Peter Holland, McMeel Family Professor in Shakespeare Studies in the Department of English and the Department of Film, Television, and Theatre, was recently elected an honorary fellow at Trinity Hall, his alma mater and one of the 31 colleges that comprise the University of Cambridge.
“It is always gratifying to see your colleagues celebrated for their achievements,” says John McGreevy, I.A. O’Shaughnessy Dean of the College of Arts and Letters, who named Holland associate dean for the arts last year. “In this case, I am especially pleased, as Peter’s excellence as both a scholar and an administrator has truly made Notre Dame a stronger university.”
An internationally regarded Shakespearean scholar, Holland describes his accolade from Trinity Hall as “the greatest honor I’ve ever received.”
That’s saying a lot given the competition. His resume includes tenures as director of The Shakespeare Institute in Stratford–upon–Avon and as president of the Shakespeare Association of America, and he is just the fourth editor in the history of the prestigious annual journal Shakespeare Survey.
So what makes this distinction stand out? Holland, who has been a member of the Notre Dame faculty since 2002, says it would be akin to receiving an honorary degree from a university if, rather than conferring several annually, the school awarded only one every two to three years. To that point, he notes that Trinity Hall has recognized approximately 20 people in this way—Stephen Hawking among them—since 1969 when he enrolled as a student.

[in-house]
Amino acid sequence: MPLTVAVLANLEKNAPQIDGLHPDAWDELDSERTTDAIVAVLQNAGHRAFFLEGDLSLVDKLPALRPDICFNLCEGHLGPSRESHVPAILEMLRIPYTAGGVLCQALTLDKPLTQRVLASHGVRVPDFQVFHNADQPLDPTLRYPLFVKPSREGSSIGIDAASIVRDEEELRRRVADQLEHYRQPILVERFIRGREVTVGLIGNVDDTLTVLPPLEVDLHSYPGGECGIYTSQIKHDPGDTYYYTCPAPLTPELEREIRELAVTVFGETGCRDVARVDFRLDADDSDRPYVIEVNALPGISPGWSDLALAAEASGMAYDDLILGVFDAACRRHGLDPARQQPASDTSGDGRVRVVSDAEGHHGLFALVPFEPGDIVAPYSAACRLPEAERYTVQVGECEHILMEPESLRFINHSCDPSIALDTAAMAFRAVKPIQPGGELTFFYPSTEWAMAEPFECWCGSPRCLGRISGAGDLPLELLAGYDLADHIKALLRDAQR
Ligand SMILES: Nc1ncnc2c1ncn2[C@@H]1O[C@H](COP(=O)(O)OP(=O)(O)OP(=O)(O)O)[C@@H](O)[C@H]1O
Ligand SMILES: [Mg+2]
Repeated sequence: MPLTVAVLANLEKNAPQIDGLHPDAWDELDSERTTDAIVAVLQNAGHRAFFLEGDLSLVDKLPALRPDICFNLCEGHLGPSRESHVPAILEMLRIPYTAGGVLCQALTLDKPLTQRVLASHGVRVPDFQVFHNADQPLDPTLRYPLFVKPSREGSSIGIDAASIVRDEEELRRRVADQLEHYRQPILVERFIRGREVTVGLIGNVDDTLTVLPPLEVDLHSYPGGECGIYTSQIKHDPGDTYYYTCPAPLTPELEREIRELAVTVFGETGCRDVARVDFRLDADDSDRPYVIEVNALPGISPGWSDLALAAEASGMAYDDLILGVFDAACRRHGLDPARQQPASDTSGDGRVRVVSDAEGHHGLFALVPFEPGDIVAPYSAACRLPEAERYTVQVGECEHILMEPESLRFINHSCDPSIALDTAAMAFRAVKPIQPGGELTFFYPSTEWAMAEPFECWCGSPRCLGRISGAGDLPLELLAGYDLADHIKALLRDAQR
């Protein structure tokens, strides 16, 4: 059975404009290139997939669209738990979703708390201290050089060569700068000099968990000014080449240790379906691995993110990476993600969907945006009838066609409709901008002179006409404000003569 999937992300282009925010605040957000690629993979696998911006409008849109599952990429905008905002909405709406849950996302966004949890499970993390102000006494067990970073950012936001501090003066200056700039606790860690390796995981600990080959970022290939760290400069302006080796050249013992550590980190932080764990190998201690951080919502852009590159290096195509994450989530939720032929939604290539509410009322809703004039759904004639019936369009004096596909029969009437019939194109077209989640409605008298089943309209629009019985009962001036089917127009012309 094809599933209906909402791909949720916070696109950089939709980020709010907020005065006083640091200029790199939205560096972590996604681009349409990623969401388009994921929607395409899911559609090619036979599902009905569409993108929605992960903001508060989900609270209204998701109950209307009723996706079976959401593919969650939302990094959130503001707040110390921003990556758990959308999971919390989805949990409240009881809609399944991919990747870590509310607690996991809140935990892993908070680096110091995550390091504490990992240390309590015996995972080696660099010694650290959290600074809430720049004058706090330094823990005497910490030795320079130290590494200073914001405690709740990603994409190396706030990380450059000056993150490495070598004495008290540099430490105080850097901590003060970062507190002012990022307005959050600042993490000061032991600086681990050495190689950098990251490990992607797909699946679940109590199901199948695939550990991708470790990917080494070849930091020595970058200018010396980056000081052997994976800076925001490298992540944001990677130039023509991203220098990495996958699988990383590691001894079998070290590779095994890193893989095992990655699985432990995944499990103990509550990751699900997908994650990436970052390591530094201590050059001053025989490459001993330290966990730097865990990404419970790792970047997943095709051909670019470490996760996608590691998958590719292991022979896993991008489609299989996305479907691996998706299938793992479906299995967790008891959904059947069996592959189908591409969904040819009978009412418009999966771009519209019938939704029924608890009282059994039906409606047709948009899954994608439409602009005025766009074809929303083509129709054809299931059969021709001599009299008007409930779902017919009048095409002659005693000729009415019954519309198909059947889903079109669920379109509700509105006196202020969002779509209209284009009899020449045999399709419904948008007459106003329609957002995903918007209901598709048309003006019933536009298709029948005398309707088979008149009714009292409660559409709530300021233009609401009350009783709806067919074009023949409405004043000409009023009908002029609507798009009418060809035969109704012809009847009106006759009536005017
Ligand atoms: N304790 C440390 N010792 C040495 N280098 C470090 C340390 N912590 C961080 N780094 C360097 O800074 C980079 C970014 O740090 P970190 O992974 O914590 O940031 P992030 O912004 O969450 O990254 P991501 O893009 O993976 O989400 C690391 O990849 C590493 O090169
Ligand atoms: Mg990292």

“Part of why it’s so thrilling to be elected an honorary fellow,” Holland adds, “is that you’re elected not by people within your discipline but by a group of people who from any position, any academic background, can see that you have achieved a standing in your discipline that warrants this honor. That’s quite something.”
Holland completed both his undergraduate and doctoral studies at Trinity Hall and joined its faculty upon receiving his Ph.D., spending a total of 28 years there before taking over as director of The Shakespeare Institute in 1997. One of his former students, Nicholas Hytner, the acclaimed artistic director of the National Theatre in London, was previously named to the cohort of honorary fellows, all of whom have some connection to the college, whether as alumni or otherwise.
“Almost half my life was at Trinity Hall,” Holland says. “And now 13 years away from it, it’s still absolutely central to my being. Notre Dame people understand that, that way in which we care about an institution.”
He traveled to England in October for a larger than usual induction ceremony as three others—Rt. Hon. Lord Justice Colin Rimer, Professor Sir Brian Hoskins, and Professor Edmund de Waal—were also formally installed as honorary fellows.
“Along with the new outstanding students and the new [faculty], we signed ‘the book’—the college register—in our new categories,” he says.
Describing the significance of this register, which is a running record of every student, scholar, and faculty member who has been part of Trinity Hall since its founding in 1350, Holland considers the various points in his life at which he’s signed it.
“And this was the last time because there’s nothing else left,” he says, punctuating the observation with a contented laugh.